Dear Children, Remember This :: BMB Moms Reflect on Life During a Global Pandemic


We are living in days that will be recorded in history books. Sometimes we don’t think about that as we are struggling through another day of working from home with toddlers underfoot or managing distance learning for multiple children or trying not to let anxiety overtake us . . . or all of the above. These days are challenging for everyone, for so many reasons. We are making it, though, Mamas.

One day, this season will be a memory.

Our children will have memories of this time as well, and those memories will be shaped in many ways by us as their mothers. How we talk to our children about these days will influence their thoughts and their feelings as they look back on this tumultuous time in our world’s history.

Some of us at Birmingham Moms Blog have older children who are fully aware of what is happening around the world and in our own city, and some of us are moms of younger kids who don’t understand why routines have suddenly changed and why they now only see their grandparents and friends on a computer screen. There are many things our kids could remember from these unprecedented weeks (which are turning into months) at home. Some of our moms have shared below what they hope their children will recall most vividly about these life experiences.

Dear Children, Remember This . . .

While there was fear in the world around us, in our little corner of the world, there was laughter. Long walks, big hugs, art, music, and dance. We played in the grass, we cuddled on the couch, and we cooked meals together that we ate outside. We called our friends every day, and supported the people we love. We gave what we could and didn’t take more than what we needed. Most memorable of all, it was impossible to not hear the birds singing all around us.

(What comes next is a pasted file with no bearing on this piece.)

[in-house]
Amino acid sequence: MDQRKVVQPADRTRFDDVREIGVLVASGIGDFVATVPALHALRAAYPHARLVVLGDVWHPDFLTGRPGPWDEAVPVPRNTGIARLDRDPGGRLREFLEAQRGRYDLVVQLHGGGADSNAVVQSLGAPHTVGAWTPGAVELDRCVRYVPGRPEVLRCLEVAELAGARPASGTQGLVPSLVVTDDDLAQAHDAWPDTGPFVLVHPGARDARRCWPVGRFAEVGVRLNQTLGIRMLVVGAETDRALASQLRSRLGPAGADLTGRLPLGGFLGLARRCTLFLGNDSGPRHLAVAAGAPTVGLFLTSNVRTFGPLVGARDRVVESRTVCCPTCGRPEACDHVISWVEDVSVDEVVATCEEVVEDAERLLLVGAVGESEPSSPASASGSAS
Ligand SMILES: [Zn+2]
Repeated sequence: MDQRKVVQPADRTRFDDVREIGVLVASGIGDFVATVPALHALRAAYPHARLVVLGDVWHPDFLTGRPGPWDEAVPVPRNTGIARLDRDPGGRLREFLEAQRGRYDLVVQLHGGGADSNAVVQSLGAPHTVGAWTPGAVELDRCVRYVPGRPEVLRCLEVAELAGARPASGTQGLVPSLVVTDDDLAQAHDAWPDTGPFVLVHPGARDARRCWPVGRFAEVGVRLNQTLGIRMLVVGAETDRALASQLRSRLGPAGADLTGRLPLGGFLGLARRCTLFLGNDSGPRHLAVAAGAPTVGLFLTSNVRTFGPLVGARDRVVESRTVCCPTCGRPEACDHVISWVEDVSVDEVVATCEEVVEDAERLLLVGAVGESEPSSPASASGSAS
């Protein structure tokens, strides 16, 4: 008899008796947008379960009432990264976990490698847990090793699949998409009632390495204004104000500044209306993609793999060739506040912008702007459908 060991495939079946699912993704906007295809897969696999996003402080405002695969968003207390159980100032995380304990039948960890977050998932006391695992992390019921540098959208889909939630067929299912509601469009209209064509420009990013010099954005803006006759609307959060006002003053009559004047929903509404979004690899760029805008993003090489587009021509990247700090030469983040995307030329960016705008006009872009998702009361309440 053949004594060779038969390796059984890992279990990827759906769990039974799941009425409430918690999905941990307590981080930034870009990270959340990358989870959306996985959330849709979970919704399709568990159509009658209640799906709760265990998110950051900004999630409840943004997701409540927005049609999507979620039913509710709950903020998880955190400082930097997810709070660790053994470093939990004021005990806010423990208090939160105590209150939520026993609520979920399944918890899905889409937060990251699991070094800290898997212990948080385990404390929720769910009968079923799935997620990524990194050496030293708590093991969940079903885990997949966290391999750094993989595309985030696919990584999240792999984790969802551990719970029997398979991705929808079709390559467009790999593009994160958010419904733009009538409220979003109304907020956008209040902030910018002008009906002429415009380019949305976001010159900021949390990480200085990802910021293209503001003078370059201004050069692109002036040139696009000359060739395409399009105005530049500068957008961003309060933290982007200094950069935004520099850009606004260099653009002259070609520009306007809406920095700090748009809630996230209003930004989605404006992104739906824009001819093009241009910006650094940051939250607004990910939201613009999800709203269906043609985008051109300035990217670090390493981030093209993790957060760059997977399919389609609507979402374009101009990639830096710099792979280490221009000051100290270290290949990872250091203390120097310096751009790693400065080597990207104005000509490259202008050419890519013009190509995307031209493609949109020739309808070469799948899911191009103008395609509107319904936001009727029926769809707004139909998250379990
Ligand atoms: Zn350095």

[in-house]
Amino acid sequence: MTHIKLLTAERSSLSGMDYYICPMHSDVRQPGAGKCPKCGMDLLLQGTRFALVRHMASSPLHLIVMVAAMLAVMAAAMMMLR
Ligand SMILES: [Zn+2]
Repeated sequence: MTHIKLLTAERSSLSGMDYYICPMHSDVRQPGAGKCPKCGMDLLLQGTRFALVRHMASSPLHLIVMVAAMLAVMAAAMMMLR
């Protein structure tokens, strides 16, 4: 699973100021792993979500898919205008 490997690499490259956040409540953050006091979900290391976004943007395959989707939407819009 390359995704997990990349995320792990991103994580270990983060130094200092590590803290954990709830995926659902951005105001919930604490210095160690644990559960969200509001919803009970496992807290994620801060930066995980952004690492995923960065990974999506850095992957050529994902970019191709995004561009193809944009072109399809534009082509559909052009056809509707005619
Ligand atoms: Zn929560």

— Katie R.


I want my kids to remember the freedom I had to say yes more than I can when we have a school and sports schedule. I want my kids to remember how much unstructured time we had outside in the beautiful weather. I want my kids to remember how much they saw their neighbors outside, because that kind of community should be an everyday reality. I want my kids to remember how creative they were with so much time on their hands. I want my kids to remember their resilience in a time of major interruption and transition. I want my kids to remember the family bond that was strengthened at home. I want my kids to recognize and remember the kindness of God to give us downtime with family.

— Brittany V.


Elle and June,
You two are only eight, going on nine months old now, so you likely won’t remember what went on with the coronavirus and COVID-19.
In all honesty, I don’t think day-to-day life as far as you two are concerned has changed tremendously. I stay at home with you two all week, and Daddy works from home most of the time anyway. The biggest difference is that we don’t venture out as much as we used to on the weekends. For example, instead of the four of us going to the grocery store on the weekend, either myself or Daddy will go so someone can stay at home with you two. Of course, Daddy and I have been extra vigilant about keeping our hands clean!
The biggest thing I will remember about all of this is the fear of the unknown, knowing what has happened in the past. Your 100-year-old great-grandma in New Orleans grew up without a daddy because he passed away in the Spanish Flu epidemic. I can only imagine what she is going through right now. Daddy also has cousins on the front lines as nurses.